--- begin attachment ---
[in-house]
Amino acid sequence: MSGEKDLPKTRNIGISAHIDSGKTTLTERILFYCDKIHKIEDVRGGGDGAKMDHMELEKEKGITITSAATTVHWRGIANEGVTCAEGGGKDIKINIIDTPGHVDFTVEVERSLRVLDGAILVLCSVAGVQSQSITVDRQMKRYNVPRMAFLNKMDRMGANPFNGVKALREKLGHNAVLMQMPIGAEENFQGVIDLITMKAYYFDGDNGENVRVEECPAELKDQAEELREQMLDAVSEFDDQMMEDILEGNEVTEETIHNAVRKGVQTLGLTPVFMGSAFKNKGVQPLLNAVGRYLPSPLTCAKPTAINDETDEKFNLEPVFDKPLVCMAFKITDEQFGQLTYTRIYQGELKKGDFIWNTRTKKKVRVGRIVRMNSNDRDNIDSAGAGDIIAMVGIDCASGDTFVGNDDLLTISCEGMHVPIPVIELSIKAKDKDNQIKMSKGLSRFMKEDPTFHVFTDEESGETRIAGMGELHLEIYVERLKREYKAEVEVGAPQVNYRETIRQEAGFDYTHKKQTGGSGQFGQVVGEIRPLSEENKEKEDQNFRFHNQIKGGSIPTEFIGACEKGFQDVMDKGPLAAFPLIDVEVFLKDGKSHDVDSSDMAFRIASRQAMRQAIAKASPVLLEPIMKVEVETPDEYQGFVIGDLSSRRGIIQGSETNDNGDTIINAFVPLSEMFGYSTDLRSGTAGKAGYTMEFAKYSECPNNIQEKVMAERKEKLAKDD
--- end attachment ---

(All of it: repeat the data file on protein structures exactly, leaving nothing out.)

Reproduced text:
[in-house]
Amino acid sequence: MSGEKDLPKTRNIGISAHIDSGKTTLTERILFYCDKIHKIEDVRGGGDGAKMDHMELEKEKGITITSAATTVHWRGIANEGVTCAEGGGKDIKINIIDTPGHVDFTVEVERSLRVLDGAILVLCSVAGVQSQSITVDRQMKRYNVPRMAFLNKMDRMGANPFNGVKALREKLGHNAVLMQMPIGAEENFQGVIDLITMKAYYFDGDNGENVRVEECPAELKDQAEELREQMLDAVSEFDDQMMEDILEGNEVTEETIHNAVRKGVQTLGLTPVFMGSAFKNKGVQPLLNAVGRYLPSPLTCAKPTAINDETDEKFNLEPVFDKPLVCMAFKITDEQFGQLTYTRIYQGELKKGDFIWNTRTKKKVRVGRIVRMNSNDRDNIDSAGAGDIIAMVGIDCASGDTFVGNDDLLTISCEGMHVPIPVIELSIKAKDKDNQIKMSKGLSRFMKEDPTFHVFTDEESGETRIAGMGELHLEIYVERLKREYKAEVEVGAPQVNYRETIRQEAGFDYTHKKQTGGSGQFGQVVGEIRPLSEENKEKEDQNFRFHNQIKGGSIPTEFIGACEKGFQDVMDKGPLAAFPLIDVEVFLKDGKSHDVDSSDMAFRIASRQAMRQAIAKASPVLLEPIMKVEVETPDEYQGFVIGDLSSRRGIIQGSETNDNGDTIINAFVPLSEMFGYSTDLRSGTAGKAGYTMEFAKYSECPNNIQEKVMAERKEKLAKDD